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Pentagon, Air Force double down on engine technology

Feb. 24, 2014 - 06:00AM   |  
Weighing Millions
The Pentagon's 2015 budget request indicates the Air Force plans to invest heavily in new engine technology. (Staff Sgt. Robert Barney / Air Force)
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In his preview of the Pentagon’s 2015 budget request, Secretary of Defense Chuck Hagel made a clear statement that the Air Force plans to invest heavily in new engine technology.

“We also recommended investing $1 billion in a promising next-generation jet engine technology, which we expect to produce sizable cost-savings through reduced fuel consumption and lower maintenance needs,” Hagel said in his Feb. 24 speech. “This new funding will also help ensure a robust industrial base, a very strong and important industrial base — itself a national strategic asset.”

The request for $1 billion for new engine programs came as a surprise to budget observers, who have been focused on potential cuts to whole platforms. Announcing a major investment, particularly in the research and development realm, was unexpected.

While Hagel did not offer more details on the engine technology, Dr. Mica Endsley, chief scientist of the Air Force, indicated in an interview that the funding would be focused on the service’s Adaptive Engine Technology Development (AETD) program.

AETD is focused on developing a “sixth-generation” fighter engine which could provide better fuel-burn rates. At the core of the program is a move to a design with three streams of air, allowing more flexibility for pilots to operate at varying conditions.

“That was one of the things that we saw recently, and I think it’s a good investment,” Endsley said. “You have to approach it like a business — are we going to get a good return on investment on these activities? That is one that I think you will get good return on investment when you look at the lifeycle cost and fuel usage.”

Endsley, who has focused on engine technology since she took office last June, hopes programs like AETD can see “a 25- to 33 percent” improvement in fuel efficiency. Given that the Air Force is the largest consumer of fuel in the federal government, those level of improvements would net huge returns.

“Those are investments that are worth making if it can save us that money in fuel costs,” Endsley said. “There are a lot of benefits you can get out of those kind of investments. So I think there are a lot of our technology investments that can also help us with our costs over the long run, but you have to make those upfront investments to be able to do that.”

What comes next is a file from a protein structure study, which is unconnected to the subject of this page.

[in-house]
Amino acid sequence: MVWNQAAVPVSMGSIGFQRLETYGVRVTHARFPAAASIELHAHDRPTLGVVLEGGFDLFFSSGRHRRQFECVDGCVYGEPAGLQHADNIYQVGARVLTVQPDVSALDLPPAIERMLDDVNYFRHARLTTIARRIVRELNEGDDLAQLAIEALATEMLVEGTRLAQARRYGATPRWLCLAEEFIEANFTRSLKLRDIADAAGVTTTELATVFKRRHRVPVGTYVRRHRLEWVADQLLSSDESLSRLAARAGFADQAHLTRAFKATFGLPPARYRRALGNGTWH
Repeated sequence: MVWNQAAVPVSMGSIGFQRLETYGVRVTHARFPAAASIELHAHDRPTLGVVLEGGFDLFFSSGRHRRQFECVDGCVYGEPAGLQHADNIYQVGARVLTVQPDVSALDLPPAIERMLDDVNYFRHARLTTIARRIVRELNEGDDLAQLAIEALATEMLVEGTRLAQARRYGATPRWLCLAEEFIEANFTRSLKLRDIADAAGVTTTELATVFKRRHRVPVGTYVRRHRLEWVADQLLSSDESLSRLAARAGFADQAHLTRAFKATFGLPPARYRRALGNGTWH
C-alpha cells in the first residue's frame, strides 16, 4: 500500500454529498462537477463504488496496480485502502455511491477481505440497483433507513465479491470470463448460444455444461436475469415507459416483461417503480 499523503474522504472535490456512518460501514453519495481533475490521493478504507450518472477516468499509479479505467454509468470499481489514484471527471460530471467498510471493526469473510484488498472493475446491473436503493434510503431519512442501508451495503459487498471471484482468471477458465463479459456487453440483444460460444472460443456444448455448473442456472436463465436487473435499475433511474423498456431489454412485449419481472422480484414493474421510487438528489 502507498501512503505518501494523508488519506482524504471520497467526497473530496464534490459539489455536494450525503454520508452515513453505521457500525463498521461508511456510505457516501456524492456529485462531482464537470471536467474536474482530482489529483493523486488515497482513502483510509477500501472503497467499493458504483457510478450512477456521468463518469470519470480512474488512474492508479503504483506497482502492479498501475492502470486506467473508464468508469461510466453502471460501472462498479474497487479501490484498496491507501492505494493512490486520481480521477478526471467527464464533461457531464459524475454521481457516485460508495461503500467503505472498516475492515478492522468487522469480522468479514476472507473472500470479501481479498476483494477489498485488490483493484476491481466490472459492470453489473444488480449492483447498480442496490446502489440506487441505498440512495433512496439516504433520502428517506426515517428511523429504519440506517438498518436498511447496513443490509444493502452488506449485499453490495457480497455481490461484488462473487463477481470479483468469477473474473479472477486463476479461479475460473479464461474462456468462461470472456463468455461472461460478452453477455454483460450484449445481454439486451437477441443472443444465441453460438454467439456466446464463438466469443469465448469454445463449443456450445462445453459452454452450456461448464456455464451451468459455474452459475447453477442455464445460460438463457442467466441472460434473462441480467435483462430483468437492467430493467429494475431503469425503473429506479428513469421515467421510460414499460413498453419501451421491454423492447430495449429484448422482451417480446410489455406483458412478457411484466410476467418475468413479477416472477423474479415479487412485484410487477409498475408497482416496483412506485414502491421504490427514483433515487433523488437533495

Getting that money is the challenge, which is why the support from Hagel is so powerful — especially in a budget environment where whole platforms are being cut.

“I think there are certainly some people who understand” the need to invest in research and development, Endsley said. “I think they realize that not only is it really important for our national defense, but it also flows into the economy. It has a lot of benefits — it’s a matter of getting it through that process, the political process, that I think is a challenge.”

The $1 billion investment is a major boon for the engine industry.

“We are very interested and excited,” Jimmy Kenyon, general manager for next-generation fighter engine programs at Pratt & Whitney, said. “As an engine company, seeing that engine tech is that high on the secretary of defense’s list is really kind of underscores the importance of what we do to our nation and for our military customers. It really is gratifying to see that called out as such a priority.”

Pratt is one of the companies involved in the AETD program.

We want to see this technology move forward,” Kenyon said. He noted comments Gen. Mark Welsh, the Air Force Chief of Staff, made at last week’s Air Force Association Air Warfare Symposium about the need to start thinking of sixth-generation fighter technology. “We see this as critical to be able to do that.”

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